The metal oxide of choice for such membranes is based on the perovskite phase of general formula ABO3. This versatile crystal structure can be chemically designed to possess useful defect chemistry properties such as oxygen ion vacancies and electronic conductivity i.e., mixed ionic-electronic conductivity (MIEC). The MIEC membranes have the ability to incorporate and transport oxygen when subjected to high temperatures and an oxygen chemical activity gradient. The required transmembrane oxygen fluxes are demanding but can be overcome by using the latest membrane fabrication technology. Membranes in the form of hollow fibres provide a high surface area to reactor volume ratio. To test the concept of carbon dioxide capture using this new technology MIEC La0.6Sr0.4Co0.2Fe0.8O3-δ hollow fibre membranes of length 25cm and inner and outer diameters of 1mm and 1.5mm have been fabricated and tested for oxygen separation over the temperature range 500-1000oC. The hollow fibres were used in small bundles in shell and shell-less modules to compare the oxygen separation performances using oxygen supplied to the shell-side at different flow rates and when non-flowing oxygen from the atmosphere is used. During operation, in situ leak monitoring was undertaken and it was apparent that the module could be adequately sealed and that the membranes remained intact on the timescale of the study.
At higher temperatures of operation it appeared that the oxygen flux was mass transfer limited as this flux was dependent upon the gas flow rates employed on either side of the membrane. In this way flow rates could be used to manipulate the transmembrane oxygen flux. Initial experiments to increase the transmembrane flux showed that at low temperatures, where slow surface processes are the rate determining step, the application of a porous catalysts film on the membrane outer-surface could improve the flux markedly.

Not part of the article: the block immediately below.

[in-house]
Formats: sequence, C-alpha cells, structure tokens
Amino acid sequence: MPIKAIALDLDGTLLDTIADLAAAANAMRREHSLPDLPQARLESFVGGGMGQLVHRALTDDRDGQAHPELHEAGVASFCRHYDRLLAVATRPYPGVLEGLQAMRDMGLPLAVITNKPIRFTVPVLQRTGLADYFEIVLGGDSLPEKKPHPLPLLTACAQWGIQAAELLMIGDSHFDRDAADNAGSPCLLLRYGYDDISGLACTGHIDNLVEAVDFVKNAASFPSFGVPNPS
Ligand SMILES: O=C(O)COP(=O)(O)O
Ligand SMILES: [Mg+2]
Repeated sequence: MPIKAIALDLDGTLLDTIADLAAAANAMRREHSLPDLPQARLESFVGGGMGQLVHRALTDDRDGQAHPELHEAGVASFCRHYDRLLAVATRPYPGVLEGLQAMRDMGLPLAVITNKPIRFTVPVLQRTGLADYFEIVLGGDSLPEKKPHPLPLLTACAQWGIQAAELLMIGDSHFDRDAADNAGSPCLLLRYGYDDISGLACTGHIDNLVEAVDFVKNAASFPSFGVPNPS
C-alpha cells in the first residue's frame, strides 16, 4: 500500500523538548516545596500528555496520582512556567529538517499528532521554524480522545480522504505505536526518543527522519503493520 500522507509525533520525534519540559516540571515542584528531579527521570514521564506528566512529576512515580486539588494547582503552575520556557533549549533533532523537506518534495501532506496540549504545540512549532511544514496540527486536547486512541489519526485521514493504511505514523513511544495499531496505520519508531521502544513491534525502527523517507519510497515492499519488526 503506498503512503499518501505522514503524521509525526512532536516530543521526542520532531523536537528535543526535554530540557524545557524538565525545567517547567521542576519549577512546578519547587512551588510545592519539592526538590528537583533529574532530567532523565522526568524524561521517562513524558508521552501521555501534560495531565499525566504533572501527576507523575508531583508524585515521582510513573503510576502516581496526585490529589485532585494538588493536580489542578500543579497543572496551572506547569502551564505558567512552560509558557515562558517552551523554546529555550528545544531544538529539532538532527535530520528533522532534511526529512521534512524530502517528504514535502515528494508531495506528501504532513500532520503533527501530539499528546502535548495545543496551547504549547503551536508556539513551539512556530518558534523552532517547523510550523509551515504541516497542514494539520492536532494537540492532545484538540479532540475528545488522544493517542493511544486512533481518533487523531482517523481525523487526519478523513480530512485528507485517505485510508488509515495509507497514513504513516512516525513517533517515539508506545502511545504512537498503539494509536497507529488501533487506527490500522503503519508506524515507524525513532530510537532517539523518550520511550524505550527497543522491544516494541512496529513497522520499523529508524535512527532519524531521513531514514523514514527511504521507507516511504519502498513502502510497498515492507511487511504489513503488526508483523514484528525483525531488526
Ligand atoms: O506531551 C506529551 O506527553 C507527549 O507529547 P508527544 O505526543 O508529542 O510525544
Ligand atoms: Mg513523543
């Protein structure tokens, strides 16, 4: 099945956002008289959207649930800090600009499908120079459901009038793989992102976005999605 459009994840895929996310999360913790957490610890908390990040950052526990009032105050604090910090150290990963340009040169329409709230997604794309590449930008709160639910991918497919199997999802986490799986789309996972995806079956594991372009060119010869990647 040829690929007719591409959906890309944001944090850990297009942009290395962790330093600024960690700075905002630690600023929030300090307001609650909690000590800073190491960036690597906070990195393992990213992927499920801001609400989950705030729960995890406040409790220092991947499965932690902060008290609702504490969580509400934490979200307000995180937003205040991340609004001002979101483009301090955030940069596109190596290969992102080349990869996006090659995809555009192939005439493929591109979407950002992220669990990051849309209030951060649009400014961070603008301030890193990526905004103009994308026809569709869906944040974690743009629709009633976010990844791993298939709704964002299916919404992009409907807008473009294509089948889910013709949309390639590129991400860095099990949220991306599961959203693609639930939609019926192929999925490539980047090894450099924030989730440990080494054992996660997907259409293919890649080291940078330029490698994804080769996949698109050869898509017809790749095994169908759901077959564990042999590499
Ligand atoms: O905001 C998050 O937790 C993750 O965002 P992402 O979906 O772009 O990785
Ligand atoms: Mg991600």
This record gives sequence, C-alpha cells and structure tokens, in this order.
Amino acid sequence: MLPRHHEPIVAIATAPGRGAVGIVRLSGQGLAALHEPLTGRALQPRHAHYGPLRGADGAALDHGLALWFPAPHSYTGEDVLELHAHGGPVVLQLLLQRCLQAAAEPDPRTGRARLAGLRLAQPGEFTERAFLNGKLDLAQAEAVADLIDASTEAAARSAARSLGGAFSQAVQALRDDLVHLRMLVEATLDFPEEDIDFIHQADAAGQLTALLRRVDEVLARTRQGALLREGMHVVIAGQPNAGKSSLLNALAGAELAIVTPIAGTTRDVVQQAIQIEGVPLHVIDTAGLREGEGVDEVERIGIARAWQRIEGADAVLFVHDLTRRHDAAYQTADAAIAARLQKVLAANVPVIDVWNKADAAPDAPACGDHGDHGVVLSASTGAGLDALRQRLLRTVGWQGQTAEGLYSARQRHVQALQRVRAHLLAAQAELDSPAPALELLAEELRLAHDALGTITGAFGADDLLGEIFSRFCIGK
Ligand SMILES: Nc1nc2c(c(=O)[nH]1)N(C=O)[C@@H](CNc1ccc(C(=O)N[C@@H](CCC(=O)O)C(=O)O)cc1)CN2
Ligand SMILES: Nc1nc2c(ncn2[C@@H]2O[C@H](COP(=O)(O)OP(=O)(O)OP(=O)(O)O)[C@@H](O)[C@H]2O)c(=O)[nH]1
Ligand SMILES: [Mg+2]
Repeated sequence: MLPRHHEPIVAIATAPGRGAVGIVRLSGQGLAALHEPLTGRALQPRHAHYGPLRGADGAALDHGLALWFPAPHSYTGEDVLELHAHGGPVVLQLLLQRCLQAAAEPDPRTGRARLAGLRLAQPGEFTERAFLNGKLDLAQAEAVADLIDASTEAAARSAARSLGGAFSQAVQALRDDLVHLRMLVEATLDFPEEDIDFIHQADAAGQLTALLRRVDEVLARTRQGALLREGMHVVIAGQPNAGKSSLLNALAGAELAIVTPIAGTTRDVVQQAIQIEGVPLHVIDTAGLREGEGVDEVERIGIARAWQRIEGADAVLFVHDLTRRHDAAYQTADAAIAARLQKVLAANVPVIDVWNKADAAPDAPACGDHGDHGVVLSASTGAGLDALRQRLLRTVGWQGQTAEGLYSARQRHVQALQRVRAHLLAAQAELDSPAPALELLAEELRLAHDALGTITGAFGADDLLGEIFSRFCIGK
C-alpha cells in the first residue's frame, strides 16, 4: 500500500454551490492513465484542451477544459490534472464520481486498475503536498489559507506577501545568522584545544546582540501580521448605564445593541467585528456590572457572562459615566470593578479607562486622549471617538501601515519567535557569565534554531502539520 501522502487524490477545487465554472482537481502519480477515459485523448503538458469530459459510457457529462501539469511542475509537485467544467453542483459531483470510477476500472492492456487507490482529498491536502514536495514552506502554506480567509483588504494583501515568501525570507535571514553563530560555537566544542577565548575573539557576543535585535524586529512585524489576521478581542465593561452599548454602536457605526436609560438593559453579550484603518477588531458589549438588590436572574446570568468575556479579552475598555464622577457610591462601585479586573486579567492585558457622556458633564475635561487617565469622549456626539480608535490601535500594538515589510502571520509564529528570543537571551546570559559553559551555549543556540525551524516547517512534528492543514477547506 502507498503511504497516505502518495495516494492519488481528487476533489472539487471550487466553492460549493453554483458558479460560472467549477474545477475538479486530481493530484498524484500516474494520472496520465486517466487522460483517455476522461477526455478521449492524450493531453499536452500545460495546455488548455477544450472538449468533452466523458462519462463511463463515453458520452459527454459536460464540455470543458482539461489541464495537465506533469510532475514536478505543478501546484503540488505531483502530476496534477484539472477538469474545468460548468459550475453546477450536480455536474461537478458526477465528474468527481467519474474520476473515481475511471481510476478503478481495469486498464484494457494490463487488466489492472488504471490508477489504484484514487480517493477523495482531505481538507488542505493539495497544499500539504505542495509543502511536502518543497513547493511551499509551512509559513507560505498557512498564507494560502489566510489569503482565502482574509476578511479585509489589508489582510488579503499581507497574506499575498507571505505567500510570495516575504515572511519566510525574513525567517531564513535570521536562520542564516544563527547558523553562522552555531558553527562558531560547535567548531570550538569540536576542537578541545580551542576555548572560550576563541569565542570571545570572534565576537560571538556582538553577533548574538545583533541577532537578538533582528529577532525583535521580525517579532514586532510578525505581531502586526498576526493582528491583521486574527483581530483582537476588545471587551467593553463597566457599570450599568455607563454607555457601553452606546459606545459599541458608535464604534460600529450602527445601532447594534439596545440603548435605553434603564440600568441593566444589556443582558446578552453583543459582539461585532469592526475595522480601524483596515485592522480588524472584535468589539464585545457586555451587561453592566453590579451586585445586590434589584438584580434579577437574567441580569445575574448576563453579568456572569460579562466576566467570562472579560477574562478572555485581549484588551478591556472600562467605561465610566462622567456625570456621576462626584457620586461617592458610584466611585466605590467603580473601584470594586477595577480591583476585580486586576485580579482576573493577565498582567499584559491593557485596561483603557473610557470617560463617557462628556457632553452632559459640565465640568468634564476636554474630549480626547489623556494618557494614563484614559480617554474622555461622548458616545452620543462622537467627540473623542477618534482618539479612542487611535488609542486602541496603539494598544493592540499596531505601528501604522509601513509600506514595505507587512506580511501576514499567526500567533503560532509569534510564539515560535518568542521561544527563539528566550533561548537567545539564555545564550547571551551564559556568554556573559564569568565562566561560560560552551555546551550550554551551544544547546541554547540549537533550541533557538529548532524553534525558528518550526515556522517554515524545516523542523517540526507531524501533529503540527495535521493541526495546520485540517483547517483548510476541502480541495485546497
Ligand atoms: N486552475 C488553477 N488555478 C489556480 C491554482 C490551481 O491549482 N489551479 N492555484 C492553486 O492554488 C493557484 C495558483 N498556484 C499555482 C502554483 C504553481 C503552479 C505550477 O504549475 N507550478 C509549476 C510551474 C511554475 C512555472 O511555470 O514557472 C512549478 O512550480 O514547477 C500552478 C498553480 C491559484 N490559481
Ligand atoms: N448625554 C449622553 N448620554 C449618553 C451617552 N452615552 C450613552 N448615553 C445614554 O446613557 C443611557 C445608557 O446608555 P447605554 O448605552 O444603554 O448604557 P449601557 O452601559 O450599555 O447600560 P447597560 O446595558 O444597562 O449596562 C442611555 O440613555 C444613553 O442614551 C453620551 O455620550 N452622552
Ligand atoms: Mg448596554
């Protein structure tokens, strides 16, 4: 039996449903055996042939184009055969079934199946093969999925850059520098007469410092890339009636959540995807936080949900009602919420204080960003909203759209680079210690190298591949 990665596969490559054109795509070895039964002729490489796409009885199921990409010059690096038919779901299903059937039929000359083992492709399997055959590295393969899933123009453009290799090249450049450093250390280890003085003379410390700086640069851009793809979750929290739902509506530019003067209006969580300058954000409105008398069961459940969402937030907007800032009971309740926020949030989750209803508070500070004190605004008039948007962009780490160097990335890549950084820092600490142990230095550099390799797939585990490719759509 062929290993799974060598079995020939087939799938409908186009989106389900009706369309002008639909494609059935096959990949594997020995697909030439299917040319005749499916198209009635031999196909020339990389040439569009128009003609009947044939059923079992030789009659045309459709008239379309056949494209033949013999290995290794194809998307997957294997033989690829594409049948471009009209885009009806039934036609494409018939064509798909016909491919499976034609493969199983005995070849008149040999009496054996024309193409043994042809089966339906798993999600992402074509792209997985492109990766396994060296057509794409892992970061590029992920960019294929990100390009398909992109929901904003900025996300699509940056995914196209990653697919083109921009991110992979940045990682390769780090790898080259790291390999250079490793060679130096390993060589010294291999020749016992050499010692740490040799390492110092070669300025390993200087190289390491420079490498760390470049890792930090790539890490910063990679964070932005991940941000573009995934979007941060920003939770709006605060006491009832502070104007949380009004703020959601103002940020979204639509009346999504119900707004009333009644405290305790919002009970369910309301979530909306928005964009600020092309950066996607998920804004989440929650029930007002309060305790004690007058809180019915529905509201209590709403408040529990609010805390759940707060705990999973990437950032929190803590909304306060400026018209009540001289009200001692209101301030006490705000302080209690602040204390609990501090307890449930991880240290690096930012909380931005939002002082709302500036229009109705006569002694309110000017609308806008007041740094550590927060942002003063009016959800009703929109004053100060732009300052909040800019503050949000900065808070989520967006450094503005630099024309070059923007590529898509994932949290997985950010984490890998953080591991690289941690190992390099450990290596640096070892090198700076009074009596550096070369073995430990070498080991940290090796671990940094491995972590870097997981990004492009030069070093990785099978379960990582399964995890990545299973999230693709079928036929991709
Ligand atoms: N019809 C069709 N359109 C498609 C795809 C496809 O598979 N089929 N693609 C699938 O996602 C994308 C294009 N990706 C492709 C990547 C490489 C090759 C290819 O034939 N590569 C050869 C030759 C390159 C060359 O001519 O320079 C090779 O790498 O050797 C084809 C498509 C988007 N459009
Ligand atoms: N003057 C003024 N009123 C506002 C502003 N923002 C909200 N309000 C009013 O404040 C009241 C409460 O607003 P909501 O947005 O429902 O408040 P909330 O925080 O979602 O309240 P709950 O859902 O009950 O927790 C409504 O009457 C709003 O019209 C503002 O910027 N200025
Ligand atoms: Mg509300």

In experiments in which the modules were used for methane oxidation, it was found that the product distribution was dependent upon the oxygen flux with carbon monoxide and hydrogen production being favoured at low fluxes and carbon dioxide and water production being favoured at higher fluxes. It was observed that at low oxygen flowrates periodic increases in the transmembrane oxygen flux were observed. The cause of this behaviour is unclear but may be as a result of phase/stoichiometric changes associated with the membrane material or oxygen storage-release processes.